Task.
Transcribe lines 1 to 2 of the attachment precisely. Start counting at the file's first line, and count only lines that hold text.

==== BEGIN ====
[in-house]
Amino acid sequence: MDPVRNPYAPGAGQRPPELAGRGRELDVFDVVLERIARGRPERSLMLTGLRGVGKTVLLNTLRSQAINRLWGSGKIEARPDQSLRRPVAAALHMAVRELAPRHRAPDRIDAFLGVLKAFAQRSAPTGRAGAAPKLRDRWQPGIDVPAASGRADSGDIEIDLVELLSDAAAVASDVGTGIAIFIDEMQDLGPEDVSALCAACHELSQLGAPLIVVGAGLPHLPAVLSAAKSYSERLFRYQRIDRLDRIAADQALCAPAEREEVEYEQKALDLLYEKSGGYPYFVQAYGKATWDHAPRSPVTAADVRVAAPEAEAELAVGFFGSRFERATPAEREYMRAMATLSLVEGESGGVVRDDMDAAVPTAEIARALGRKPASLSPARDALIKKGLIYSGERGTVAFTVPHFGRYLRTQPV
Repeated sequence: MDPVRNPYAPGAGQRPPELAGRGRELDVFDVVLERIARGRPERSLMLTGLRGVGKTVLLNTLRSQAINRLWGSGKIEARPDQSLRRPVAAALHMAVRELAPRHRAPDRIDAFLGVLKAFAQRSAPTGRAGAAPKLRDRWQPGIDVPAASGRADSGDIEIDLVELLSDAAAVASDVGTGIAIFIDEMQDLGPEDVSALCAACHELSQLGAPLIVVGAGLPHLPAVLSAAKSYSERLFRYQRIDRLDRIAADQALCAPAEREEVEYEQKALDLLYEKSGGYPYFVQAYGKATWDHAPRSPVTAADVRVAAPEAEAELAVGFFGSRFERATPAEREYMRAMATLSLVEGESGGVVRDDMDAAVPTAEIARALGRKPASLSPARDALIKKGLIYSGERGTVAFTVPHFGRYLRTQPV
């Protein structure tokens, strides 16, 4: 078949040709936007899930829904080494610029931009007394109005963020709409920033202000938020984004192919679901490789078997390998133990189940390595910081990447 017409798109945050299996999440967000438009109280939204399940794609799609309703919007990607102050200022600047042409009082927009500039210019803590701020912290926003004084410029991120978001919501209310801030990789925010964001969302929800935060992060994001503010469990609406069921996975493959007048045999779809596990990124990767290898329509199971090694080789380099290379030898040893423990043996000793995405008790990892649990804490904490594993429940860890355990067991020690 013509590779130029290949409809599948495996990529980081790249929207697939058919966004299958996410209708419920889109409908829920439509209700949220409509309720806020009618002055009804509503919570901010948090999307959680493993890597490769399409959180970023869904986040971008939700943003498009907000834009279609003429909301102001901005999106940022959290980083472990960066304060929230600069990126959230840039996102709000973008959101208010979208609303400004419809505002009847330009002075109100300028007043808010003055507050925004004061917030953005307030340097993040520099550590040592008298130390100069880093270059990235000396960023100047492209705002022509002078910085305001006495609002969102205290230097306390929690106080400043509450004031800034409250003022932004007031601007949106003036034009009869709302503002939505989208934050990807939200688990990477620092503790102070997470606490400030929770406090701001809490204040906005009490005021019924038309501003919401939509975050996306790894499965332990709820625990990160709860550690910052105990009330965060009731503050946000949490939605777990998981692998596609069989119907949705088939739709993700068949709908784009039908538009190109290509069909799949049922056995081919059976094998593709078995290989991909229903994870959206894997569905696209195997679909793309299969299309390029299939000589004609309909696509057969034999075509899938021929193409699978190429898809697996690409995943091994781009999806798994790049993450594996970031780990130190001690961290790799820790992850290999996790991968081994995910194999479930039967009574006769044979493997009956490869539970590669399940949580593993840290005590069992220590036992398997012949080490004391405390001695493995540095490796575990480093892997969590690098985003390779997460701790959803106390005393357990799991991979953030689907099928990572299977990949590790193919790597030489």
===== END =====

[in-house]
Amino acid sequence: MDPVRNPYAPGAGQRPPELAGRGRELDVFDVVLERIARGRPERSLMLTGLRGVGKTVLLNTLRSQAINRLWGSGKIEARPDQSLRRPVAAALHMAVRELAPRHRAPDRIDAFLGVLKAFAQRSAPTGRAGAAPKLRDRWQPGIDVPAASGRADSGDIEIDLVELLSDAAAVASDVGTGIAIFIDEMQDLGPEDVSALCAACHELSQLGAPLIVVGAGLPHLPAVLSAAKSYSERLFRYQRIDRLDRIAADQALCAPAEREEVEYEQKALDLLYEKSGGYPYFVQAYGKATWDHAPRSPVTAADVRVAAPEAEAELAVGFFGSRFERATPAEREYMRAMATLSLVEGESGGVVRDDMDAAVPTAEIARALGRKPASLSPARDALIKKGLIYSGERGTVAFTVPHFGRYLRTQPV